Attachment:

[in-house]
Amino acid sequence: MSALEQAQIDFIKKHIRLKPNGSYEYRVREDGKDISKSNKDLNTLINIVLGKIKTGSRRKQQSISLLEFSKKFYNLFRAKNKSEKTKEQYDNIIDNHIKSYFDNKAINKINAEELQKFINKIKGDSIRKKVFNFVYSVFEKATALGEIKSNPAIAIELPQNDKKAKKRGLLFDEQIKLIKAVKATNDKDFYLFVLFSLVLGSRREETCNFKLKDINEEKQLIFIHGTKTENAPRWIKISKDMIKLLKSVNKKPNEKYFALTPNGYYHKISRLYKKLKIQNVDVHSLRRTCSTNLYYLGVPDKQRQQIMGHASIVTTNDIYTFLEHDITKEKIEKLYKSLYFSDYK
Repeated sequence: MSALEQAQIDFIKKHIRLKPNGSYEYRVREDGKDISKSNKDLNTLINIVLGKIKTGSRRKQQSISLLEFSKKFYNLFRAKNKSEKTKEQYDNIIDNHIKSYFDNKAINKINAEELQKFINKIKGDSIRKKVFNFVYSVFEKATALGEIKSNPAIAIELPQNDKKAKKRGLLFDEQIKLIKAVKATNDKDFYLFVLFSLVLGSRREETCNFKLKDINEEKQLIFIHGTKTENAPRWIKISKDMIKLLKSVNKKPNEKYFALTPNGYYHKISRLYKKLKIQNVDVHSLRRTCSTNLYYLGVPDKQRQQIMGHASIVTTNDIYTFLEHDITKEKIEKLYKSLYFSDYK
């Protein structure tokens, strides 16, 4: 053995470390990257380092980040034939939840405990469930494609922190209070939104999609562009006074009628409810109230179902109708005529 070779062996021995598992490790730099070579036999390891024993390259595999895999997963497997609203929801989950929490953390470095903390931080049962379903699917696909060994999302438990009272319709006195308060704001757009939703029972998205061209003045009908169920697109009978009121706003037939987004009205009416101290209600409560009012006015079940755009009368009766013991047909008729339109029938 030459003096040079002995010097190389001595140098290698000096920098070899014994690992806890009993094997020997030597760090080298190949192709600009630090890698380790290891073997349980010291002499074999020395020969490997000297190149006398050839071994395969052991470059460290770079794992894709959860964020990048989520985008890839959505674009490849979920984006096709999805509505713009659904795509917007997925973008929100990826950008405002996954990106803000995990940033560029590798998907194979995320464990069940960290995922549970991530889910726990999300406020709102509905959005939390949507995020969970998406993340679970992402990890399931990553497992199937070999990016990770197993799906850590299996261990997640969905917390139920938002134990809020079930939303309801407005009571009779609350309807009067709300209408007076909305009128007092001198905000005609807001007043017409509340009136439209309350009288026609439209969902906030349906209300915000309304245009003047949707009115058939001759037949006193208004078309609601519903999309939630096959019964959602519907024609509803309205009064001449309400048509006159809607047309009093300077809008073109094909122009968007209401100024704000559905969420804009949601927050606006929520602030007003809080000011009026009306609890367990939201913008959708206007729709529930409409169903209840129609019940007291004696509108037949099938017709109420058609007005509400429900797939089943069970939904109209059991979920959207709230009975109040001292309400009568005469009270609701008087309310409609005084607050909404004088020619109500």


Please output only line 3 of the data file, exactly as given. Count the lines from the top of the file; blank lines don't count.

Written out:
Repeated sequence: MSALEQAQIDFIKKHIRLKPNGSYEYRVREDGKDISKSNKDLNTLINIVLGKIKTGSRRKQQSISLLEFSKKFYNLFRAKNKSEKTKEQYDNIIDNHIKSYFDNKAINKINAEELQKFINKIKGDSIRKKVFNFVYSVFEKATALGEIKSNPAIAIELPQNDKKAKKRGLLFDEQIKLIKAVKATNDKDFYLFVLFSLVLGSRREETCNFKLKDINEEKQLIFIHGTKTENAPRWIKISKDMIKLLKSVNKKPNEKYFALTPNGYYHKISRLYKKLKIQNVDVHSLRRTCSTNLYYLGVPDKQRQQIMGHASIVTTNDIYTFLEHDITKEKIEKLYKSLYFSDYK